An American Marriage An American Marriage is an odd title for this book by Tayari Jones. True, it's set in America and it follows what happens to a married couple when the husband is wrongly imprisoned. But the story is about much more.

Three characters narrate the tale: Roy, his wife Celestial, and her friend since childhood, Andre, who was also Roy's friend at college. They slowly reveal how Roy and Celestial met, what their parents are like, and how Roy came to be in prison for five years. We also find out how Celestial coped during those five years, and what happened to their relationship when Roy was released.

An American Marriage is a character study of Roy and Celestial, not a fast-paced, exciting plot-driven story. The couple were always ill-matched. When they fell in love Celestial admits that "Roy came into my life at the time when I needed a man like him". Roy's heroics were mostly about his own ego; "I had to keep running as long as she did. How would it look if I hung back?" Once married Roy speaks over his wife, collects other women's phone numbers and doesn't always wear his wedding ring. Describing Celestial's storyboard pictures showing what she wanted out of life, Roy says they included, "a cottage on Amelia Island and an image of the earth as seen from the moon. No wedding dress or engagement ring".

If not about marriage, then what? The story explores how one's upbringing can clash with one's hopes for the future. And if anything, Roy spells out the problem in the first sentence: "There are two kinds of people in the world, those who leave home, and those who don't".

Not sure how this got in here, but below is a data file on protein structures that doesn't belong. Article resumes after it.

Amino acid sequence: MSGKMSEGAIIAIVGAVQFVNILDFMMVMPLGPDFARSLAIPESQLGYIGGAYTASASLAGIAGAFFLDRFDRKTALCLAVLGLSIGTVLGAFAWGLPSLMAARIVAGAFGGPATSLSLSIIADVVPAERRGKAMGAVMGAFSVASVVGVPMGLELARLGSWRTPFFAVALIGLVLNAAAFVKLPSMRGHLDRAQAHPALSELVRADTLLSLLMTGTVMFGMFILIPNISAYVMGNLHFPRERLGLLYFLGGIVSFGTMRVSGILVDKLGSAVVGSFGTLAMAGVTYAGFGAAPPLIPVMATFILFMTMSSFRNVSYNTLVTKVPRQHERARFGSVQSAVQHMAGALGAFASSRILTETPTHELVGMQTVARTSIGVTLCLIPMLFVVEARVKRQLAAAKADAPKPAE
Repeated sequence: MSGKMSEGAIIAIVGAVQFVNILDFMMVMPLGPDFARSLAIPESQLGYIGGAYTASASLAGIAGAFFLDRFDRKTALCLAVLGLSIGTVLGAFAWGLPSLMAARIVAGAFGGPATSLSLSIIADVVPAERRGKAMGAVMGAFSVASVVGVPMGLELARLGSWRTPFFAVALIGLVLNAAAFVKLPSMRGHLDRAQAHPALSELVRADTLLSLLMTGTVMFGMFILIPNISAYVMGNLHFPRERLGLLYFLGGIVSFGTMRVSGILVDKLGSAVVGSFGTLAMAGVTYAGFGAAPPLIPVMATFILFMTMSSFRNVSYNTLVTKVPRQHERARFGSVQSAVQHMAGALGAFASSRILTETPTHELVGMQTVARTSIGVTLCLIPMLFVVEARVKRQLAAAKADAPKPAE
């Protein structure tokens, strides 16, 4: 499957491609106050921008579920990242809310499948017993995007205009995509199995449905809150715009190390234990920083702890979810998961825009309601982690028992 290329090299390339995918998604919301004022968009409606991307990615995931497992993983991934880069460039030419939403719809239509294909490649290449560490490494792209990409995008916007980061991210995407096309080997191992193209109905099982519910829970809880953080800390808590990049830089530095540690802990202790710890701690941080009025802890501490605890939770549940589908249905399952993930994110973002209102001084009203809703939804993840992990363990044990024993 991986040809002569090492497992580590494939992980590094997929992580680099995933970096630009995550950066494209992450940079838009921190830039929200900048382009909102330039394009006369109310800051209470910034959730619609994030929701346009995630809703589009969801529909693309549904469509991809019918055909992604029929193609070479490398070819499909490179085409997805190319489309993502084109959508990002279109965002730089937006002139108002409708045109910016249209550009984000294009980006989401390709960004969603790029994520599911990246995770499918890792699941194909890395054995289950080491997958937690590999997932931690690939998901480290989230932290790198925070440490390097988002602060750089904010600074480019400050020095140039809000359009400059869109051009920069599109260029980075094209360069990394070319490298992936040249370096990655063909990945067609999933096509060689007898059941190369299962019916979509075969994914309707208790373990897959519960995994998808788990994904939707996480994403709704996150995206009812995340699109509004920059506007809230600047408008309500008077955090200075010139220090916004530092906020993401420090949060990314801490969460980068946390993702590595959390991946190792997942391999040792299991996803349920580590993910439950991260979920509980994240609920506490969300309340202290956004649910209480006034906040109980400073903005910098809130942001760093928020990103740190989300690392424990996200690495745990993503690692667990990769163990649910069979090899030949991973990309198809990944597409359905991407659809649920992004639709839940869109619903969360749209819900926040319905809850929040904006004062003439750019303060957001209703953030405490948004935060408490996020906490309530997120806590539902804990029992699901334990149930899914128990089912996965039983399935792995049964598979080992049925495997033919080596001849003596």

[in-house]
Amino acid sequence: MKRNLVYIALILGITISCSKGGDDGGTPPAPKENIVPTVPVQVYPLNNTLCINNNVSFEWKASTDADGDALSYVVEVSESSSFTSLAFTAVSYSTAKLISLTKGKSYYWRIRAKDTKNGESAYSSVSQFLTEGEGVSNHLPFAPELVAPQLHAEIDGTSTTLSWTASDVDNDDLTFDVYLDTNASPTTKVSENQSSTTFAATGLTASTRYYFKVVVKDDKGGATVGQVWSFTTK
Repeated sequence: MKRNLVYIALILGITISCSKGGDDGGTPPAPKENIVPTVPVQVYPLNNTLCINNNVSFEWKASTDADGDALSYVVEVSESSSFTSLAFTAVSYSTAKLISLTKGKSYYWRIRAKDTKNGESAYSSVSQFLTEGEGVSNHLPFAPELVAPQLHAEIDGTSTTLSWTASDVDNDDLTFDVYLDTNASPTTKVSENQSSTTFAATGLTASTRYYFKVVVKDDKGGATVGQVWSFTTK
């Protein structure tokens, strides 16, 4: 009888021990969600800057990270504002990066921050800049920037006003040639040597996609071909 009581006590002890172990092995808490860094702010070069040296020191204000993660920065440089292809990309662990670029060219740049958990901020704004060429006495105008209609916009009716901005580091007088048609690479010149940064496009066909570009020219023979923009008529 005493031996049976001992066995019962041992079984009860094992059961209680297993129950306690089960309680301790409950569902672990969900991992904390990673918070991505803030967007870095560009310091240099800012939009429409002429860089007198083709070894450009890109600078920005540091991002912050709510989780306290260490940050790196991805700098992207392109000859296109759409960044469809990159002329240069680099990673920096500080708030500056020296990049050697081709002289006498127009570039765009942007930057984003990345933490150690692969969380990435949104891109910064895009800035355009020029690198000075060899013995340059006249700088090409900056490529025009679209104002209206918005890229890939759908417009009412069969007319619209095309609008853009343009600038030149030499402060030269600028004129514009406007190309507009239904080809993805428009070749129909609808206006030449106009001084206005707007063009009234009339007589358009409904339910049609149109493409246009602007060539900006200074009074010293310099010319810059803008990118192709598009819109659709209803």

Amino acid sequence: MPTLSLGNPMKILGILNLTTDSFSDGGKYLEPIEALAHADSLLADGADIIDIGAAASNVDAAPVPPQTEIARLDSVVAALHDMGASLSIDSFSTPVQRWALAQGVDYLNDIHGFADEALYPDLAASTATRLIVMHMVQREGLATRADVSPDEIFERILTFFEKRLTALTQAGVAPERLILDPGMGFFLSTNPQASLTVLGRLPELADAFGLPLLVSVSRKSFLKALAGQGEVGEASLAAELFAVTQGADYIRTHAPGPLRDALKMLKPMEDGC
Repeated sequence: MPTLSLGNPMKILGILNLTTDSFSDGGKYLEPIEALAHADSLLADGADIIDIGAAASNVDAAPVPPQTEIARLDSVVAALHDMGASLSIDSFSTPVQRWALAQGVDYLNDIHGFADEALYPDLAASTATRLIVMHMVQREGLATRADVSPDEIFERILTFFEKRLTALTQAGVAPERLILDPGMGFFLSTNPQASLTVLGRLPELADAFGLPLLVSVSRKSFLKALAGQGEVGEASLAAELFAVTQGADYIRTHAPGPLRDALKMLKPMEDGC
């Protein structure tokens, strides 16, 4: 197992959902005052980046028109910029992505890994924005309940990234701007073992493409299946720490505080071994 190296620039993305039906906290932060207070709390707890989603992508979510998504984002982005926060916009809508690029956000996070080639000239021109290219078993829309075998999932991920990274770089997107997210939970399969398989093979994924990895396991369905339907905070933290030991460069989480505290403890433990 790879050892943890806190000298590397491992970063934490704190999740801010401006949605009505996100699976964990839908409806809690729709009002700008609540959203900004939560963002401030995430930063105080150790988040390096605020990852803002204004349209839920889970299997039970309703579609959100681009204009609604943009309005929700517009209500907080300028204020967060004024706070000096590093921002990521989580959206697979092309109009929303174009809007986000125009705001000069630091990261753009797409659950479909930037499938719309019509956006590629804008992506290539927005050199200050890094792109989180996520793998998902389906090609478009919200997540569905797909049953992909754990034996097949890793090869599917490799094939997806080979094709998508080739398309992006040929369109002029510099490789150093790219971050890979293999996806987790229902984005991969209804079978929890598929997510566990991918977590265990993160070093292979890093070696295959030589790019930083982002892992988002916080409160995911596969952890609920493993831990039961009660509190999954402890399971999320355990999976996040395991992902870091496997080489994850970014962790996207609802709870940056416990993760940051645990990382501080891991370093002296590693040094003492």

Thursday, 13 February 2020

A mysterious distribution of chapatis

The Siege of Krishnapur I had high expectations for The Siege of Krishnapur, perhaps too high.

JG Farrell's book is a fictionalised account of the 1857 Indian Mutiny and Siege of Lucknow. It's nearly all set in the British residency in Krishnapur, North India, and features a cast of characters of whom the Collector is perhaps the most important. He's obsessed with the 1851 Great Exhibition of the Works of Industry of All Nations that was staged in London. Other memorable characters include Lucy Hughes the "fallen woman", Harry and Fleury who both fall under her spell, and the two doctors, McNab and Dunstaple, who hold opposing views on the causes and treatment of cholera.

But it took an age for me to get into the story. It started well enough, explaining that the "first sign of trouble at Krishnapur came with a mysterious distribution of chapatis", which held a promise of the humour I'd heard is a great feature of the novel. Unfortunately the style of writing didn't appeal to me and I found my mind wandering. I'd read around three-quarters of the book before I really felt engaged.

As for the humour, it's more absurd than funny-ha-ha, although I did actually laugh out loud at two points, both during the siege itself: one relating to the misfiring of a gun, the other to the relative merits of Shakespeare and Keats.

I think it'll improve on a second reading.